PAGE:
The first results from PSP show bizarre magnetic field reversals in the radial direction, called ‘switchbacks’, accompanied by, a yet unexplained, spontaneous increase in the solar wind speed. How particles are accelerated in the solar wind and what role the heating of the solar corona (the Sun’s million-degree hot upper atmosphere) plays remain great mysteries and PSP will certainly help to shed more light on these. Turbulence is one of the physical processes that could explain the heating of the solar corona and the solar wind.
Analysing data from Saturn and Mercury
In addition to studying the properties of turbulence in the solar wind and planetary ‘magnetogaines’ (the interfacial zones between the solar wind and the magnetosphere), we were involved in the final phase of NASA’s Cassini mission, when the satellite crossed the space between the planet Saturn and its rings2. Cassini made 23 orbits across the plane of the rings, passing inside the innermost D ring for the first time. Each week, we received data from the Langmuir probe on board the satellite that allowed us to determine the electron density of Saturn’s ionosphere (the outer layer of its atmosphere). Not only were we able to characterise this ionosphere in detail for the first time, we also measured dust grains as well as organic matter that had fallen directly from the D ring into the planet’s atmosphere3.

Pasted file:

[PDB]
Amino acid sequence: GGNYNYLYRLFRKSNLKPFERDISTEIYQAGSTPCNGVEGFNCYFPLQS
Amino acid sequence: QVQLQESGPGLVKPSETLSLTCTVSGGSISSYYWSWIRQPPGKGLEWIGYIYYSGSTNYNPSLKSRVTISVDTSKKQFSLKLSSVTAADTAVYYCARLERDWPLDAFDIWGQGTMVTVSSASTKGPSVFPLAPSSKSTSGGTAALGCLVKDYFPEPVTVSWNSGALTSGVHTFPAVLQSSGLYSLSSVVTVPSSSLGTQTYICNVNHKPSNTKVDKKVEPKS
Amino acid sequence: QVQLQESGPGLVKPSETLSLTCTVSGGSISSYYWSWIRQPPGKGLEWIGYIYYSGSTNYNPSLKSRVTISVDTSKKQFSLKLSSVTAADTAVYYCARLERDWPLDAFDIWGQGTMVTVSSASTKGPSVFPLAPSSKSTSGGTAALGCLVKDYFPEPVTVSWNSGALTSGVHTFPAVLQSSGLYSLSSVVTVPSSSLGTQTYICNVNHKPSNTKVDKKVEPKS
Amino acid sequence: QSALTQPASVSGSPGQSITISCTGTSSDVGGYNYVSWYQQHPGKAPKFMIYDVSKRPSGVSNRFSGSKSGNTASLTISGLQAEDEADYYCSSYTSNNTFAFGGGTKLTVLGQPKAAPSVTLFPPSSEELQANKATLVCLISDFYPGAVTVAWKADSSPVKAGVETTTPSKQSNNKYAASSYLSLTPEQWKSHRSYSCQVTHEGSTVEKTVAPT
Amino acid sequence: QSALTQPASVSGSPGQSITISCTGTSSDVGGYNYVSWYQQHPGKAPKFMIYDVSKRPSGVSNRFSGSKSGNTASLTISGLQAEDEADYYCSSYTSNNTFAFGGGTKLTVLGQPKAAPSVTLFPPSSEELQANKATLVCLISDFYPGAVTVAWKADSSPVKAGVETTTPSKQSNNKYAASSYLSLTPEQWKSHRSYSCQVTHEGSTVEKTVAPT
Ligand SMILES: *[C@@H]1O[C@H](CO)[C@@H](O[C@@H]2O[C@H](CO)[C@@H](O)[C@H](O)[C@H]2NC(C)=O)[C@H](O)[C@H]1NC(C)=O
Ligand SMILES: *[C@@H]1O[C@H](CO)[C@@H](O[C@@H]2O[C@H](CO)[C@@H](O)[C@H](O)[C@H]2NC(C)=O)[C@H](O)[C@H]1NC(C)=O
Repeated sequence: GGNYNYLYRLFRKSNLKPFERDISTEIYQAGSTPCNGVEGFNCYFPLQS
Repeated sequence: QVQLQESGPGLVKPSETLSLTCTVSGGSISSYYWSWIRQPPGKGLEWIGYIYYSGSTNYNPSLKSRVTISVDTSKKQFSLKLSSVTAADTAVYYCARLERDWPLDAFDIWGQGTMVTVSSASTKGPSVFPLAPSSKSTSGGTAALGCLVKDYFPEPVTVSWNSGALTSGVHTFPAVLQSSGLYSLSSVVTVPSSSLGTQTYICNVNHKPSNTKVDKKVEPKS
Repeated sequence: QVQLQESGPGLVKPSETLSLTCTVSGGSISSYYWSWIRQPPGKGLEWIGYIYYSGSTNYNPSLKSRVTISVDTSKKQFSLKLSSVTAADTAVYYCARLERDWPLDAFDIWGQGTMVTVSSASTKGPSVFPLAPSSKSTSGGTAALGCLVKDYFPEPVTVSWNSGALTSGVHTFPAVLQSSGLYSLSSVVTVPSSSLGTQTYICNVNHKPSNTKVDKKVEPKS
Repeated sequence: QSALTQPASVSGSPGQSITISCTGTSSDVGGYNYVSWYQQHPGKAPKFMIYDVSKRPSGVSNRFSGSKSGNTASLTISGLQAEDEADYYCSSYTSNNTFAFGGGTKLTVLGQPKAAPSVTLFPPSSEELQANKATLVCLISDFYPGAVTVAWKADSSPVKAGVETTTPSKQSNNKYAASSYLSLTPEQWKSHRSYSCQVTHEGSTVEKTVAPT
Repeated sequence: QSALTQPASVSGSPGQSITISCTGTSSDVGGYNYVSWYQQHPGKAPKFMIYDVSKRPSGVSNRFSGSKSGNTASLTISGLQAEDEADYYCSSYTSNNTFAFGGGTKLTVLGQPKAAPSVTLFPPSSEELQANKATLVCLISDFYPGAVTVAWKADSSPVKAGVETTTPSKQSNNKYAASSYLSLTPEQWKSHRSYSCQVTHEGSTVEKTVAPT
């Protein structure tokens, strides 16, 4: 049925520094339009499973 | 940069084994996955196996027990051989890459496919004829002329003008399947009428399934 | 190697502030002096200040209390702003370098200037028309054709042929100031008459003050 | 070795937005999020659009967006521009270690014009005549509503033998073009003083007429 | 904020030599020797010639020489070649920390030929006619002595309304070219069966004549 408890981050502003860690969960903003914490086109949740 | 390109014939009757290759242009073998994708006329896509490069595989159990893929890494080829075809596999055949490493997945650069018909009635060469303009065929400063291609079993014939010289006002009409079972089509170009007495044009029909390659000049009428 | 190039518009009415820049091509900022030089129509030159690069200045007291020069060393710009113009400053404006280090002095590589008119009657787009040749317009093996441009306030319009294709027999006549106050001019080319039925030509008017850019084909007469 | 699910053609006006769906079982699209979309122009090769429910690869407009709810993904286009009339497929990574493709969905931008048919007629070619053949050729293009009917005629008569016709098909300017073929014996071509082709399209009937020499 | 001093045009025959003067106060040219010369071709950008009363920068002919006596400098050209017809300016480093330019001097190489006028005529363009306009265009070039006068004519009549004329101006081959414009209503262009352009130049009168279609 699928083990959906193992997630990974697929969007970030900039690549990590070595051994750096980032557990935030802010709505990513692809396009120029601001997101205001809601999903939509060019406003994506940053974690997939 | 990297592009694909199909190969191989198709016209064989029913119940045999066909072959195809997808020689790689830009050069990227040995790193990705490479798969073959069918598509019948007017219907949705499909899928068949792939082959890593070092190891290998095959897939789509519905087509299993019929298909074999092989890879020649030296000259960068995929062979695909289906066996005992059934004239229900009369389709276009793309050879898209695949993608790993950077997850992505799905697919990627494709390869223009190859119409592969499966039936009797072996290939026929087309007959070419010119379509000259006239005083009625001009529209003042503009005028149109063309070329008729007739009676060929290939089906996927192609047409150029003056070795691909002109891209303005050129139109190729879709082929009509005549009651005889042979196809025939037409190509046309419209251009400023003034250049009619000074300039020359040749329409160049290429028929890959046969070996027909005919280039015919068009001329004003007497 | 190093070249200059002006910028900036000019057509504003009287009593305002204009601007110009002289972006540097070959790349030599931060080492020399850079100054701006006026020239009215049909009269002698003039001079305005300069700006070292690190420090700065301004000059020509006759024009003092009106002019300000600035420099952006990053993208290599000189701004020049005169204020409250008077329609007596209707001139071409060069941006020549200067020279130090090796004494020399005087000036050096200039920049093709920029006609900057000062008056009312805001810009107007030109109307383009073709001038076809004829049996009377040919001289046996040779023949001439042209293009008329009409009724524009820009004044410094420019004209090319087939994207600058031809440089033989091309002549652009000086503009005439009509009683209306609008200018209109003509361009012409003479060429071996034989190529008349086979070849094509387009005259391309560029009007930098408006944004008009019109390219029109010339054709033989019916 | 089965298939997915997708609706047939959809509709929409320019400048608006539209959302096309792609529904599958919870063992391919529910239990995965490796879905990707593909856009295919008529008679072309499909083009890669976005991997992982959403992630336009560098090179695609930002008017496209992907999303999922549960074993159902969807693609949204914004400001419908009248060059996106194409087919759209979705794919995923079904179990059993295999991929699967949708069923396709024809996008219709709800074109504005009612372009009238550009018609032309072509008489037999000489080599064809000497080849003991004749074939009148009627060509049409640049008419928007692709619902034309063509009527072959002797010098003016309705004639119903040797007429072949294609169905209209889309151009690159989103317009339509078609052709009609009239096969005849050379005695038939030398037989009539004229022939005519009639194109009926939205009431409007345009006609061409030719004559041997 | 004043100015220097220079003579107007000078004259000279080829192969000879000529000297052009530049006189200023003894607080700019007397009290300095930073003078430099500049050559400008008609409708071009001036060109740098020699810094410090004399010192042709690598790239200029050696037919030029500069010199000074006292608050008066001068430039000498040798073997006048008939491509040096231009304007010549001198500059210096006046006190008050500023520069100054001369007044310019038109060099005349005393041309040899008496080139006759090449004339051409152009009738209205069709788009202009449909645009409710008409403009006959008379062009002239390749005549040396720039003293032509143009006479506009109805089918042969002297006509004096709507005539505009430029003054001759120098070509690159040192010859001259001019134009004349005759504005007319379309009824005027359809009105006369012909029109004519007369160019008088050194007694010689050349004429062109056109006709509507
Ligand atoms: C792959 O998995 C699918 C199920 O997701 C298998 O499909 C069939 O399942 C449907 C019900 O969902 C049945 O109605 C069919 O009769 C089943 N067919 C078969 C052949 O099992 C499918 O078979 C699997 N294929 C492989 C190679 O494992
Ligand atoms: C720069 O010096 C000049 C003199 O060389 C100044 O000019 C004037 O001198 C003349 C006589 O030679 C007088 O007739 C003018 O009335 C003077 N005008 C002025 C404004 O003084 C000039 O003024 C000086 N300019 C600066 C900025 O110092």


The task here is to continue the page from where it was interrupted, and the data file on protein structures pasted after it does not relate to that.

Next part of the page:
We are also involved in the BepiColombo mission, a joint ESA and JAXA (Japanese Space Agency) mission, launched in 2018 to explore the ionic composition, atmosphere and magnetosphere, as well as the history of Mercury and its geophysics. BepiColombo is a coupled system: a planetary orbiter (the Mercury Planetary Orbiter provided by ESA); and a magnetospheric orbiter (the Mercury Magnetospheric Orbiter, provided by JAXA).
LPP provided two instruments for this mission: a mass spectrometer (MSA), which measures the ionic composition in Mercury’s magnetosphere, and a Dual Band Induction Magnetometer (DB-SC), or Search Coil, which measures the high-frequency (1Hz-640kHz) magnetic field of the planet. The two satellites of BepiColombo, currently in cruise phase, will enter final orbit around Mercury in December 2025.
On 10 August 2021 BepiColombo flew for the second and last time over the planet Venus, and on 1 October 2021 for the first time over the planet Mercury, to benefit from a gravitational assist that bent its trajectory towards the interior of the Solar System. Many of the instruments onboard were active during these flybys, providing unique data on the environment of Venus and Mercury, including their interaction with the solar wind. In particular, the MSA ion spectrometer and the DBSC magnetometers at LPP collected scientific data in space for the very first time. We are currently analysing these data. On the other hand, in addition to the measurements made during the planetary flybys, some of the instruments on board BepiColombo will be operational in the solar wind. Indeed, I coordinated a working group to define strategies for multi-point observations, that is, joint observations between BepiColombo, Solar Orbiter and Parker Solar Probe satellites when the three are radially or magnetically aligned in the solar wind4. A first!